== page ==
Snoopers’ Charter deeply flawed – MISA

By a Correspondent
HARARE - Zimbabwe's bill to permit spying on private email and telephone messages is flawed and lacks the basic safeguards against unwarranted intrusion into privacy found in other countries, the legal officer for the Zimbabwe chapter of the Media Institute of Sout

hern Africa (MISA) said in a detailed analysis.
Legal Officer Wilbert Mandinde compared the Interception of Communications Bill with other laws covering wiretaps. In Australia, for example, surveillance can only take place on an individual suspected for a crime carrying a minimum penalty of seven years’ jail
“This ensures that legitimate and normal activities in a democracy such as journalism, civic protests, trade unionism and political opposition, are not subjected to unwarranted surveillance because the individuals involved have different interests and goals than of those in power,” said Mandinde.
Pinpointing one of the widely suspected aims of the Mugabe regime’s bill, he noted that such limitations on wiretaps ensured that relatively minor crimes “are not used as pretexts to conduct intrusive surveillance for political or other reasons.”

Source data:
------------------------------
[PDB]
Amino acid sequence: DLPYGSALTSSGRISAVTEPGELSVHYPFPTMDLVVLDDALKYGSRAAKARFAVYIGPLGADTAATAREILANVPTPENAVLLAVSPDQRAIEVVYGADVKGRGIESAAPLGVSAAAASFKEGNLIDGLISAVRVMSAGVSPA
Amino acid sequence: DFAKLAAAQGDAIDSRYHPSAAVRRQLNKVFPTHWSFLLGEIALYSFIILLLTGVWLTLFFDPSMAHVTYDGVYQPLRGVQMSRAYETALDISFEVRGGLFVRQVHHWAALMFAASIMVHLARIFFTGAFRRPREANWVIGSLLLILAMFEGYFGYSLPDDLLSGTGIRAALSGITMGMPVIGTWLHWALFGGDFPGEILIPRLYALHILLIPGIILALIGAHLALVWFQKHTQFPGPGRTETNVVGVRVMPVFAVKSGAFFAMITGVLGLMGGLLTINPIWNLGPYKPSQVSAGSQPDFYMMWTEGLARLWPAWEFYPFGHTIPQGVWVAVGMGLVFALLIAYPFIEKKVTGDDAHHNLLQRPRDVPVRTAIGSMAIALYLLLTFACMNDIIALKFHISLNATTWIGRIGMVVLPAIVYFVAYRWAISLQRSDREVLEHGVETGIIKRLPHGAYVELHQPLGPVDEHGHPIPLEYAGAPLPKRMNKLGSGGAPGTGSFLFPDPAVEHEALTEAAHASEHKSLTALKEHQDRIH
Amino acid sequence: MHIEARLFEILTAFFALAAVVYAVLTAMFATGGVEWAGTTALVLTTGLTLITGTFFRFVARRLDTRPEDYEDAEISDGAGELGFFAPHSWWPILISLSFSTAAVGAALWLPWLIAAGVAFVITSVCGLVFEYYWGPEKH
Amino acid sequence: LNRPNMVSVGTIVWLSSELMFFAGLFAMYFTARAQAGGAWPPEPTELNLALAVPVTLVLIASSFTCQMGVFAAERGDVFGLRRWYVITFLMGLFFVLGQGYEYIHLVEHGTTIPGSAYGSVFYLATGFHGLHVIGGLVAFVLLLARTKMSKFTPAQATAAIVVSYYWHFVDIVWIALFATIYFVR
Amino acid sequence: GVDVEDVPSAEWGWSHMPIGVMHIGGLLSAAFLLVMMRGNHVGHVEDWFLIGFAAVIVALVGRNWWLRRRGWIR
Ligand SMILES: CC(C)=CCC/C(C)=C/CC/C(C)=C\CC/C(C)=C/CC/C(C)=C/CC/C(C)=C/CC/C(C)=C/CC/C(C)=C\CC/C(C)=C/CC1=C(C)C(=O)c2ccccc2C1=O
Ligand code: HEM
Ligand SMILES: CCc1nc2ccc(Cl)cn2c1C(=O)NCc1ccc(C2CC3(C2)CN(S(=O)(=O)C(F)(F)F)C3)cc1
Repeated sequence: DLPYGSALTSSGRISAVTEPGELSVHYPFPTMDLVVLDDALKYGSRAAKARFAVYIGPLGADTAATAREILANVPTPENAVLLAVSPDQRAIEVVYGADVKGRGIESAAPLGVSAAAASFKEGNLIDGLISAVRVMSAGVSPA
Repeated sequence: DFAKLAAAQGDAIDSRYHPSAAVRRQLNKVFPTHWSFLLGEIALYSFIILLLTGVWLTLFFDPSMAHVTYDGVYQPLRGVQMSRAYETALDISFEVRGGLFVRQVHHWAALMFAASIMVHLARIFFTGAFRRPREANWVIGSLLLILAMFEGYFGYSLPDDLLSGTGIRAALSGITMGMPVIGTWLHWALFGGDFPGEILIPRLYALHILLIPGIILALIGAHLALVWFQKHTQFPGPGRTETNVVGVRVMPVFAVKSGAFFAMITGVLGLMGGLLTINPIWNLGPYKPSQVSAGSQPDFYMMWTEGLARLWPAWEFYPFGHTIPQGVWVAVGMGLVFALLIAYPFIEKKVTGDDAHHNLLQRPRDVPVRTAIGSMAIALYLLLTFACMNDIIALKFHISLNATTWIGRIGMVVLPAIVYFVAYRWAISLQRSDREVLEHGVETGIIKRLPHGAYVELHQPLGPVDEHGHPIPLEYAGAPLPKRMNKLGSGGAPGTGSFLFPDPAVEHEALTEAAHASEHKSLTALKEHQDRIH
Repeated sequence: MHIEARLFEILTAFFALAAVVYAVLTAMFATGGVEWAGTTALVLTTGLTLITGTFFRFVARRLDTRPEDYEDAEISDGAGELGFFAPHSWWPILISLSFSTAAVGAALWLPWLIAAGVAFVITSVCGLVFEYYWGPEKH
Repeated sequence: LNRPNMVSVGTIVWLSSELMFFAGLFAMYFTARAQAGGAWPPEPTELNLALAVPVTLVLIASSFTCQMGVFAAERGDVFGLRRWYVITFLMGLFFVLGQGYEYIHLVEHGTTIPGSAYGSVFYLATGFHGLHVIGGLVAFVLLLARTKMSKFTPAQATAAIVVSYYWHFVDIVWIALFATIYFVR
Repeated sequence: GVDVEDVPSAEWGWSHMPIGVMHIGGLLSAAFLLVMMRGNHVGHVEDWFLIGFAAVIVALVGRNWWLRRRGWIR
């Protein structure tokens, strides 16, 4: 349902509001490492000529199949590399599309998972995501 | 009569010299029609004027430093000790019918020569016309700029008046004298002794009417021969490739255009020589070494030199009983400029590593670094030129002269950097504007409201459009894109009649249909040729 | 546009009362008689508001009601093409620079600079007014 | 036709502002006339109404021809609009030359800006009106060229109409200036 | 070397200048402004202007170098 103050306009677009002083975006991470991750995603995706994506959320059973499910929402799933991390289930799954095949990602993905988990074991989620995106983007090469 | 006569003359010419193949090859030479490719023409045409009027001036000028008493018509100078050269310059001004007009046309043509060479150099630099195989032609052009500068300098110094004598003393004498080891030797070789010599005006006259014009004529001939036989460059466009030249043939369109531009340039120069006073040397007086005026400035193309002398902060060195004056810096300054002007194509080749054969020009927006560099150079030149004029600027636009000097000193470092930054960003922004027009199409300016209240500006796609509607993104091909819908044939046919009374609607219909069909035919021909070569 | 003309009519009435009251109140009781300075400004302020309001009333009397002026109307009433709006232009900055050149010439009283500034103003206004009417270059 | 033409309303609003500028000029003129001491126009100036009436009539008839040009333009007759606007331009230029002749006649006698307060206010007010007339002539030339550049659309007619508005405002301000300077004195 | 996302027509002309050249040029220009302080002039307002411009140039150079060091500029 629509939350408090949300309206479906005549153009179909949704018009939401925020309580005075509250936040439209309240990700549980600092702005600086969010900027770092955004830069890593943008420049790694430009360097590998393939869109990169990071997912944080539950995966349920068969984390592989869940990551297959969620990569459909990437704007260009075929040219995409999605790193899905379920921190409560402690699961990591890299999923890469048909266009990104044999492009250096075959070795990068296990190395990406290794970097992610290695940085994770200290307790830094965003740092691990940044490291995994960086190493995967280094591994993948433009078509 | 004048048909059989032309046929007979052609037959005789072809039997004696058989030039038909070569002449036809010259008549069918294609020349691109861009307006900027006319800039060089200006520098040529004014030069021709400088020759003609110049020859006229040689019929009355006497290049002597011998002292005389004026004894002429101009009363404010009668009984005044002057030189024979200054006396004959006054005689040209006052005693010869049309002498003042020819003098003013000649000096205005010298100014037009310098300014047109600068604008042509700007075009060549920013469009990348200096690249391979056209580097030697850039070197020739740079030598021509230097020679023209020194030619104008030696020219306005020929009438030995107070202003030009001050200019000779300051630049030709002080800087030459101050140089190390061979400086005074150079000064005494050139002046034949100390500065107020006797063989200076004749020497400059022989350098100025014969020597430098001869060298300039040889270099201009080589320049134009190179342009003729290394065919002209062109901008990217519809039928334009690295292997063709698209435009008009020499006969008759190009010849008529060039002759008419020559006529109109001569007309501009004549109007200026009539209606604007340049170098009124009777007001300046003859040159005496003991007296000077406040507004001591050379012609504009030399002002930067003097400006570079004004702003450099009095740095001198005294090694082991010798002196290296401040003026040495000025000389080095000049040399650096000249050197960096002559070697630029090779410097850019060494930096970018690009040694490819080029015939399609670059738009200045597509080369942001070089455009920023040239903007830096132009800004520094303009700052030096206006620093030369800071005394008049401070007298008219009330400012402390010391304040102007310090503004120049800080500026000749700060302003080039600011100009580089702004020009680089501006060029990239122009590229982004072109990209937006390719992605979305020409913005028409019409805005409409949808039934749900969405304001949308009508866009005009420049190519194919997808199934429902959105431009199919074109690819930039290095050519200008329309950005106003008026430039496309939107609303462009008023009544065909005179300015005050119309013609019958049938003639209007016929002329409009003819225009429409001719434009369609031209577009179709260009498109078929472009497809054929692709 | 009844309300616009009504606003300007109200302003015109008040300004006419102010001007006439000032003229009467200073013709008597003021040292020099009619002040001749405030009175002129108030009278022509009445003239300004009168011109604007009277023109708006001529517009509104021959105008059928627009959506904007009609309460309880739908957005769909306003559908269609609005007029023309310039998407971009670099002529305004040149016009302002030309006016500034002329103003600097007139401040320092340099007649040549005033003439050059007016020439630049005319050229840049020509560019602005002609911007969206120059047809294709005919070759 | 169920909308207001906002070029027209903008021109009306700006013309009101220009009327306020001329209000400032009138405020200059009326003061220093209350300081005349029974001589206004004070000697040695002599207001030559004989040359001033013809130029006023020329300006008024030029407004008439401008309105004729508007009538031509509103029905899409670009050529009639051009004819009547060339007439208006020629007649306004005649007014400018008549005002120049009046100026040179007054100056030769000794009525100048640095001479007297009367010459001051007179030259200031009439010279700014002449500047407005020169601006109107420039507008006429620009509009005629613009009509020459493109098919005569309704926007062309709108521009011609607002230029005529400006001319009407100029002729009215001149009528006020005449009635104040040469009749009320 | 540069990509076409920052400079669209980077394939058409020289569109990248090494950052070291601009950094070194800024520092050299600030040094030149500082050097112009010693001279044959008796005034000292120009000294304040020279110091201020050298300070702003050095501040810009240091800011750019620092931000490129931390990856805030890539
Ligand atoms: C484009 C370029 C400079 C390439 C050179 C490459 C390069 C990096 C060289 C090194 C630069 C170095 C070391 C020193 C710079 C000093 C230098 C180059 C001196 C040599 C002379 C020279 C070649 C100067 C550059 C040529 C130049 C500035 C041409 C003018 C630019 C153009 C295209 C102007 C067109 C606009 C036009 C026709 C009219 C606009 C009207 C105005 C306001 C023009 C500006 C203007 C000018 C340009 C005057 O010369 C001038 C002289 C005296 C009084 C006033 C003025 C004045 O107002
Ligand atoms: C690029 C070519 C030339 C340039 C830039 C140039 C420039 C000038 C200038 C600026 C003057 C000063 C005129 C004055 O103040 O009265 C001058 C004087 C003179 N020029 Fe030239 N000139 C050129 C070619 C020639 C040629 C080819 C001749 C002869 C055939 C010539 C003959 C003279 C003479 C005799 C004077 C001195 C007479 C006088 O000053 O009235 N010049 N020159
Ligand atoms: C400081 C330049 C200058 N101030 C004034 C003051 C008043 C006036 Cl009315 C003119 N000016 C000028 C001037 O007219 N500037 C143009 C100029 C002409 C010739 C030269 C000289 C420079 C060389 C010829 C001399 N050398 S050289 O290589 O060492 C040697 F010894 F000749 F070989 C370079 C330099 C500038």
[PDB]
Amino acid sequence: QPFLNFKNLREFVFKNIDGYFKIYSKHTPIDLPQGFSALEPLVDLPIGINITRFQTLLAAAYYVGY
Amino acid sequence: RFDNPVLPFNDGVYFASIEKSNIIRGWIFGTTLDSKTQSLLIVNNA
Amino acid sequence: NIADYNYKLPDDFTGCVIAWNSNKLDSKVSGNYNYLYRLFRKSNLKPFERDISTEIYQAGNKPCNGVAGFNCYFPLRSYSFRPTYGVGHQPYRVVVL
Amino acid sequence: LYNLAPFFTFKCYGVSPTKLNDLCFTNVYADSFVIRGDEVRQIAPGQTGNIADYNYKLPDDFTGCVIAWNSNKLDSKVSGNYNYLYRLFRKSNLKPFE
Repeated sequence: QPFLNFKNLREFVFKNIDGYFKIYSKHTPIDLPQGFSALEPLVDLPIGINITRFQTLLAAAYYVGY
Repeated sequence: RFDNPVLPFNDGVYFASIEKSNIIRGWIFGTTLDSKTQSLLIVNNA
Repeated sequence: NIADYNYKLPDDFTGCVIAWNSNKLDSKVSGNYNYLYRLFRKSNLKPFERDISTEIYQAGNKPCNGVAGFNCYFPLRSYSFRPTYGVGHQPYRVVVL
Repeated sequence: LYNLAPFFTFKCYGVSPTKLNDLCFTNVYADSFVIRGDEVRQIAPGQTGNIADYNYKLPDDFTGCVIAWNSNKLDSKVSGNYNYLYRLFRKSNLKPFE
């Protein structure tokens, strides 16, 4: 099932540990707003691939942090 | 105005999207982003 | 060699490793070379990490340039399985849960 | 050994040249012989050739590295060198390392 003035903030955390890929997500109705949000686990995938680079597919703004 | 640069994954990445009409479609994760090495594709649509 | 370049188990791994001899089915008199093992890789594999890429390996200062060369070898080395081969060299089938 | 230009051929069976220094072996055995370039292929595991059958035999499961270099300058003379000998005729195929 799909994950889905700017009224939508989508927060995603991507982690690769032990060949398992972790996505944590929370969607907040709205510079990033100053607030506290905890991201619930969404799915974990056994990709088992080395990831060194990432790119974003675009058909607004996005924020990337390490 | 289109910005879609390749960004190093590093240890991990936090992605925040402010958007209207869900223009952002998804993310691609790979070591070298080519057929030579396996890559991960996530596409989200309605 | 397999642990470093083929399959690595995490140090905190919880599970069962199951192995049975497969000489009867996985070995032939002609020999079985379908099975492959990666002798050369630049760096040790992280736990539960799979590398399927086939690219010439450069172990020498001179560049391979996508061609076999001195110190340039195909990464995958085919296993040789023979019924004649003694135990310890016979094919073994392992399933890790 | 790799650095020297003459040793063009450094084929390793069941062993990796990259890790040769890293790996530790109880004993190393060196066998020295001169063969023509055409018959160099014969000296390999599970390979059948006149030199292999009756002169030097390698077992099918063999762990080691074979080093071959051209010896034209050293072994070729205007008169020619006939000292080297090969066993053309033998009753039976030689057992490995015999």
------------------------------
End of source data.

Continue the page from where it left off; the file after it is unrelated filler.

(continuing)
Mandinde also complained that the bill made no provision for an independent commission to oversee all interceptions activities. Such commissions operate in many countries, including Australia, New Zealand and Britain. Instead, under the Zimbabwe bill, it appeared that state security agents would man a monitoring centre.
Internet Service Providers (ISPs) in Zimbabwe say they face prohibitive costs in installing the monitoring equipment for which they will not be compensated. Mandinde said that when The Netherlands tried to do this in 2001 – the deadline for complying has now been extended – up to a third of Dutch ISPs said they would be bankrupt.
Another big flaw in the Zimbabwe bill is the lack of a requirement to produce annual public reports on electronic surveillance as required in other countries, including the US, Britain, Sweden, Canada, Australia, New Zealand and France. Nor is there any requirement to tell those targeted for eavesdropping when the investigation is complete, or timetables for destroying material.
Mandinde said the bill has “immeasurable inadequacies” compared with laws in countries which respect the right to privacy and should be subjected to rigorous scrutiny before it is put before Parliament.
“The bill represents a step backwards and is inconsistent with international standards on human rights and other legal requirements … (and) will inevitably lead to abuses,” he concluded.

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